Future-proof your skills with Linux, Python, vim & git as I share with you the most timeless and love-worthy tools in tech through my two great projects that work great together.

Editing All Pages All At Once

This blog post explores the challenges of adjusting to a new SEO workflow, including editing 13 files in vim buffers, cleaning up a Skite static site generator repo, and making changes to the main pages and blog query. It's a difficult transition for the author, who is a pack-rat when it comes to online things, and they must learn to let go of old habits in order to make the most of the blog query and toggle active or inactive posts.

Making the Big Transition to Best Foot Forward SEO

By Michael Levin

Tuesday, December 13, 2022

In my continuing effort to practice “Best Foot Forward” SEO, I’ve de-linked all the old cruft off of my MikeLev.in homepage. All that old content is “orphaned” in that it’s still there, but no links are leading into it. When I do a https://www.google.com/search?q=site%3Amikelev.in search, it tells me there’s 406 pages. I think I’m going to turn my current automatic SERP email that’s performing a search on Mike Levin SEO over to this new site: modifier search so that I’m accumulating snapshots of Google’s (estimated) view of my site day by day.

Okay, I have to double-check a deliverable to work to make sure no data-pulls have been missed for something I did against a list of sites for a list of months. I think while I do this double-checking I’m also going to innovate on how I do my work here. I used to have a bunch of different “site journals” loaded at the same time in my vim buffers so I could edit the blog of a lot of sites at once. I trimmed that down a lot to only 1 published blog (this) and 3 unpublished journals. So I’m really only publishing on one site while I journal (auto-blogging) and only just the blog at that.

But when I do something I want to share in a more organized way than this blog, it’s quite difficult, and I’m thinking since I’ve trimmed back all the pages of my site (de-linked and orphaned them), I can also edit the organized pages. So why not load the Linux, Python, vim, git & blog markdown pages that Jekyll publishes, so I can continuously refine? No reason why not. I may even load the blog slice & dice files to make it totally meta, but once step at a time. Go edit /usr/local/sbin to get my linux.md, python.md, vim.md, git.md and blog.md files all loaded in memory. I’ll keep the homepage index.md as the last vim buffer so I can always :blast my way to the homepage.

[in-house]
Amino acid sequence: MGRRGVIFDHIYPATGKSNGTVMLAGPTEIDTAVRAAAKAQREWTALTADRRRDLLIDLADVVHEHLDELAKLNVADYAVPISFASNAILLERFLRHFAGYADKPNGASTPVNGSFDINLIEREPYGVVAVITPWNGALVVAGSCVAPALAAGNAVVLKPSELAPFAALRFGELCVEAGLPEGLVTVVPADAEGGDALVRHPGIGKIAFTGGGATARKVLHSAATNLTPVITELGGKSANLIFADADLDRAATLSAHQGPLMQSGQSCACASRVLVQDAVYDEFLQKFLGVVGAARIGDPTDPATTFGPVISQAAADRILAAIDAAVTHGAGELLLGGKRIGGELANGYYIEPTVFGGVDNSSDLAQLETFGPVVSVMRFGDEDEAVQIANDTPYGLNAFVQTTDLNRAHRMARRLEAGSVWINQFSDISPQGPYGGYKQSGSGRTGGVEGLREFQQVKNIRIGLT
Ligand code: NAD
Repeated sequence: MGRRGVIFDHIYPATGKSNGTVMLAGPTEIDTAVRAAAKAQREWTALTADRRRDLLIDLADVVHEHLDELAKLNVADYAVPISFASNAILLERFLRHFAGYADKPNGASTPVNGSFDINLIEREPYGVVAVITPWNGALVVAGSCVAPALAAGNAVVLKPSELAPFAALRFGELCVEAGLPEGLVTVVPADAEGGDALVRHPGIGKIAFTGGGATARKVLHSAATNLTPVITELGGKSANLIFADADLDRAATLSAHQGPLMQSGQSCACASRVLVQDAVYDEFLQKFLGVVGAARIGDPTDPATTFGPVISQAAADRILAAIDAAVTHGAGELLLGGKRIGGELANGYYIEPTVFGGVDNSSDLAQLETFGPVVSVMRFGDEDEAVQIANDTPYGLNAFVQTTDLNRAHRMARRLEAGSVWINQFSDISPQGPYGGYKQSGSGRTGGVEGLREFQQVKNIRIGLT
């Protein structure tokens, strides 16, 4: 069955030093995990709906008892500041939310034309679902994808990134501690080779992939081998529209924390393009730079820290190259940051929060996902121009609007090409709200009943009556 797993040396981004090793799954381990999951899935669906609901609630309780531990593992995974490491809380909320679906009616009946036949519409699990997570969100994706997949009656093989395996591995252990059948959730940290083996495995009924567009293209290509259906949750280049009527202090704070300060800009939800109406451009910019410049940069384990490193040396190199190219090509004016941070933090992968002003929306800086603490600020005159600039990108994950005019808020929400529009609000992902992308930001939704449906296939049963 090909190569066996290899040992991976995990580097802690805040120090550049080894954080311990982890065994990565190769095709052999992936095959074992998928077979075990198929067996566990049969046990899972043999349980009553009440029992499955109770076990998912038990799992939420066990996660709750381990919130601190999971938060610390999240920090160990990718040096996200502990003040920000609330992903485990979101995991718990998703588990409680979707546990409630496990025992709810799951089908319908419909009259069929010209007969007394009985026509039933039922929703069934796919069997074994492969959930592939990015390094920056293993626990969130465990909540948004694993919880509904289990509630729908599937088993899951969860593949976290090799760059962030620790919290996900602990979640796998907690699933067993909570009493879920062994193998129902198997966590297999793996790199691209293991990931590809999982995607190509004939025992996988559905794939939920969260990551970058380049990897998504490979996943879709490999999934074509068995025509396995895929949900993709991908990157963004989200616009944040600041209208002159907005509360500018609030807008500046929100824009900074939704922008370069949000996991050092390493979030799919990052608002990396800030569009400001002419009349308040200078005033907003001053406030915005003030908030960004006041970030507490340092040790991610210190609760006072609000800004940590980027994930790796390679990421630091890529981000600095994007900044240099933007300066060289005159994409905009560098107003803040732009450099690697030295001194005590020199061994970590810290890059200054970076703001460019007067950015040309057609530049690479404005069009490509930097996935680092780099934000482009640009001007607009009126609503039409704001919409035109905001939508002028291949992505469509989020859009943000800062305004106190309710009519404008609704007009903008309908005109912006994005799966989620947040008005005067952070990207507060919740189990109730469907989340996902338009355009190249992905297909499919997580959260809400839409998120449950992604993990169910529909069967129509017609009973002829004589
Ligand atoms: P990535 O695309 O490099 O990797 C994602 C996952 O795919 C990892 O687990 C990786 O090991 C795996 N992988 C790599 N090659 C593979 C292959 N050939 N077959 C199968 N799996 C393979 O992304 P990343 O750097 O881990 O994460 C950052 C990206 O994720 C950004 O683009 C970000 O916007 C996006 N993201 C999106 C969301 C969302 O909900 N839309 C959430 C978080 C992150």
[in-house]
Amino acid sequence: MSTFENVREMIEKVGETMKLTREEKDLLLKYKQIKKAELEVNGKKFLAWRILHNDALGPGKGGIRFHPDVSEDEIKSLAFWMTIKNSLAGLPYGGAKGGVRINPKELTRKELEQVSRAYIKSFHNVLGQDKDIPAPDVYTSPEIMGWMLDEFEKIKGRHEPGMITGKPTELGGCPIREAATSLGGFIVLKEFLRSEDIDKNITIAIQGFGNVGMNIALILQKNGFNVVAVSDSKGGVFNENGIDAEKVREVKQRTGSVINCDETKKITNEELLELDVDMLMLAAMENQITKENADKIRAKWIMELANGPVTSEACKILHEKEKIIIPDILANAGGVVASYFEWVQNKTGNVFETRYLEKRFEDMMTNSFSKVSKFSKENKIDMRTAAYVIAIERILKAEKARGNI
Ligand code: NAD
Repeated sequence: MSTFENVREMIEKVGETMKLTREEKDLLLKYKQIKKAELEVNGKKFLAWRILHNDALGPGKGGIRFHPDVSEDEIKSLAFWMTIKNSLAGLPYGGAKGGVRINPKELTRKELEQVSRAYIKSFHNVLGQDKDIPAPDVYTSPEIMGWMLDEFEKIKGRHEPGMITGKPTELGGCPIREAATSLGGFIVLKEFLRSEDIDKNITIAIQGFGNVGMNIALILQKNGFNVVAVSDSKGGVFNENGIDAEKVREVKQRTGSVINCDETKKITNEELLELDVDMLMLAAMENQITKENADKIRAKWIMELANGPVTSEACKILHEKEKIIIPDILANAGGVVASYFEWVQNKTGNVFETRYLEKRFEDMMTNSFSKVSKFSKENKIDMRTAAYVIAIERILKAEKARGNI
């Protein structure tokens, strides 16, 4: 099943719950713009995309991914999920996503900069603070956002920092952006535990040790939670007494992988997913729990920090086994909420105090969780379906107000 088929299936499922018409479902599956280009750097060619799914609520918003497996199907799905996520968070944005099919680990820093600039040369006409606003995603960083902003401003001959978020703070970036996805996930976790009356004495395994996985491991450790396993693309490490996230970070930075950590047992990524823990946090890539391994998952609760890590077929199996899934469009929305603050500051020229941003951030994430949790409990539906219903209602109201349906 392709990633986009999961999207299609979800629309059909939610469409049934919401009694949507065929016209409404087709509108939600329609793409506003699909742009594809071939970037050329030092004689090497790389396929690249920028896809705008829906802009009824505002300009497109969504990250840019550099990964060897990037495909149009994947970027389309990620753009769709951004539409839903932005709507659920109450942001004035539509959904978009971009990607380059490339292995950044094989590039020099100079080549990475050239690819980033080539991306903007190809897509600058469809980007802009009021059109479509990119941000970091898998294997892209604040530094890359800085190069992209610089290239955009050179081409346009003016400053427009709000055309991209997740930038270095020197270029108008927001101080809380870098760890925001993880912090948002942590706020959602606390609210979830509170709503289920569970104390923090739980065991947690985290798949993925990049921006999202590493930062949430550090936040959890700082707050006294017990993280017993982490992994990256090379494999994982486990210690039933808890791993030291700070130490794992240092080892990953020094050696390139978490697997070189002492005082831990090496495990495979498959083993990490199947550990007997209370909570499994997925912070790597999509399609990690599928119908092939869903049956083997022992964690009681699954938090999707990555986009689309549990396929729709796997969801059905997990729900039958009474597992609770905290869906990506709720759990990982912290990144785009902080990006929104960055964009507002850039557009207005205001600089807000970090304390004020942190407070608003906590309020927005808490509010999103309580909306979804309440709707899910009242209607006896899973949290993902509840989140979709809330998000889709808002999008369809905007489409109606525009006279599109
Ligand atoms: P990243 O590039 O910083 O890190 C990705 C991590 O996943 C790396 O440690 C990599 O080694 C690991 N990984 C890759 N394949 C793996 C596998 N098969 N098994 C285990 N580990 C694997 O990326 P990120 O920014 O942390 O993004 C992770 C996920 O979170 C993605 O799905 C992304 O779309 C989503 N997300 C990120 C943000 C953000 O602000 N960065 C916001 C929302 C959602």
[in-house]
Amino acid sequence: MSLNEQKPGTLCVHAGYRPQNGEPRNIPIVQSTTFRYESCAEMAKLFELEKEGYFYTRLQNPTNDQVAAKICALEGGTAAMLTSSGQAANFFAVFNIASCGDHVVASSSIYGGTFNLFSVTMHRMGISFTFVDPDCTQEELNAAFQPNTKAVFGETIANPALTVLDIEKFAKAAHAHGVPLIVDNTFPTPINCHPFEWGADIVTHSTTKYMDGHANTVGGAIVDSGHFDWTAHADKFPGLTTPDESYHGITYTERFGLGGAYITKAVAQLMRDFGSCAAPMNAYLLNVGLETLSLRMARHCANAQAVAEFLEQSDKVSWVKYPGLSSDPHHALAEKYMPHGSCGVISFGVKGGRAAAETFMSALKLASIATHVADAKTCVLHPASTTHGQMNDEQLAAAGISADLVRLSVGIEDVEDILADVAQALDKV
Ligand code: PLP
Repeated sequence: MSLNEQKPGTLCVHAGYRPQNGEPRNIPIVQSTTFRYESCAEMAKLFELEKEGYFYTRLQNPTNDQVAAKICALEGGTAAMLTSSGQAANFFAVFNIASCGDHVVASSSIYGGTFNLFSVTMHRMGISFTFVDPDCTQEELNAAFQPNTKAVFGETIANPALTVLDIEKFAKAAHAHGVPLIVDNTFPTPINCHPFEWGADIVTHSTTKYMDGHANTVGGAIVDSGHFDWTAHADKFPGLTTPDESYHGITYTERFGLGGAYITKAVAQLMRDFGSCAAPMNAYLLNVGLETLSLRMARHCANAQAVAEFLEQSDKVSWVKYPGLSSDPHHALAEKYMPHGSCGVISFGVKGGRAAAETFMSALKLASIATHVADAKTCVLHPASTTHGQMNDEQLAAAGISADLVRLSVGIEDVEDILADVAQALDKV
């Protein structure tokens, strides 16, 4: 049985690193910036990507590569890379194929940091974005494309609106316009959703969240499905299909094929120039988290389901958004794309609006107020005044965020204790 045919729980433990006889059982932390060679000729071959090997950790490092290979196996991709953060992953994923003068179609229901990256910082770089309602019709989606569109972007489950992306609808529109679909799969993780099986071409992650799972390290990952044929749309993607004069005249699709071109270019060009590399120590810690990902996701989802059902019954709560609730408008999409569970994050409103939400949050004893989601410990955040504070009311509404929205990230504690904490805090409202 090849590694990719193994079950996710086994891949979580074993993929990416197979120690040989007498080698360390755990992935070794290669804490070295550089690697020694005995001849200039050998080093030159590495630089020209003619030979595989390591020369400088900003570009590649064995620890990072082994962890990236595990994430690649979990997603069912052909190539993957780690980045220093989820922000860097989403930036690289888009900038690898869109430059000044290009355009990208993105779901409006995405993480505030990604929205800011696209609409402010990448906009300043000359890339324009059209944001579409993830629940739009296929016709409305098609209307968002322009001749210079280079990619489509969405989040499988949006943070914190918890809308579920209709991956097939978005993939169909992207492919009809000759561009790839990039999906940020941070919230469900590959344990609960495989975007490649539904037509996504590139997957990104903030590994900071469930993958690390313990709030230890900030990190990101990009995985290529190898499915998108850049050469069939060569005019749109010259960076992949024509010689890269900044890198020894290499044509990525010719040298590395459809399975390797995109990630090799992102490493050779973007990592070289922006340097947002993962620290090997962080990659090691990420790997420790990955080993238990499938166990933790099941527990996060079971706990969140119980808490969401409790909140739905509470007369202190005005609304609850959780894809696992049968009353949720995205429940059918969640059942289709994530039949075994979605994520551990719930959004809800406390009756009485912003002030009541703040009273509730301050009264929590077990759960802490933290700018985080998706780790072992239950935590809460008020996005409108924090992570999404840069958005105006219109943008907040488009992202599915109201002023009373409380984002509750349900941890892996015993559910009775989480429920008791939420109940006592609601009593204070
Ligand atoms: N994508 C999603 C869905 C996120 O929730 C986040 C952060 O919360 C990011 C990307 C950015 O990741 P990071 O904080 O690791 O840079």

Ugh, okay the project I’m putting aside for the moment is rendering mermaid diagrams in Github Pages. Okay, edit /usr/local/sbin/all to do the magic. It looks something like this:

pre = "~/repos/hide/MikeLev.in/"
edit_pages = ['linux', 'python', 'vim', 'git', 'blog', 'index']
edit_pages = [f"{pre}{x}.md" for x in edit_pages]
edit_pages = " ".join(edit_pages)
edit_journals = f"vim {journals} ~/.vimrc {edit_pages}"

Okay, easy enough. Once I edit my all file, I just quit out of vim and run the all program again. That does all the work, and now I’m editing all those files at once. It’s fine to blank those. I don’t have to preserve everything I’ve ever written. It’s in the git history anyway.

Yeah, so I have 2 files from the skite static site generator system loading right along with the journal files, the main markdown files in my site and my .vimrc. The idea is that I can be editing all sites all at once.

Let’s try one of the tricks now that accelerates things. Let’s try using the category page to allow a trick to end up in the right place. That is to say, under the right sight section.

Pshwew, this has been a pretty intense session. I have significantly updated my workflow today.

Wow, there is going to be a very publish-date oriented order. And I’ve got a good amount of categorization work cut out for me. This also suggests other to-do items, such as controlling the sort-order of the blog query. Having an ability to toggle active or inactive posts, etc.

Best Foot Forward SEO is a really big shift in thinking for me. It’s taking me some time to clean the slate. It’s the pack-rat in me with these online things, just like it is in real-life. I’ve got to get past that.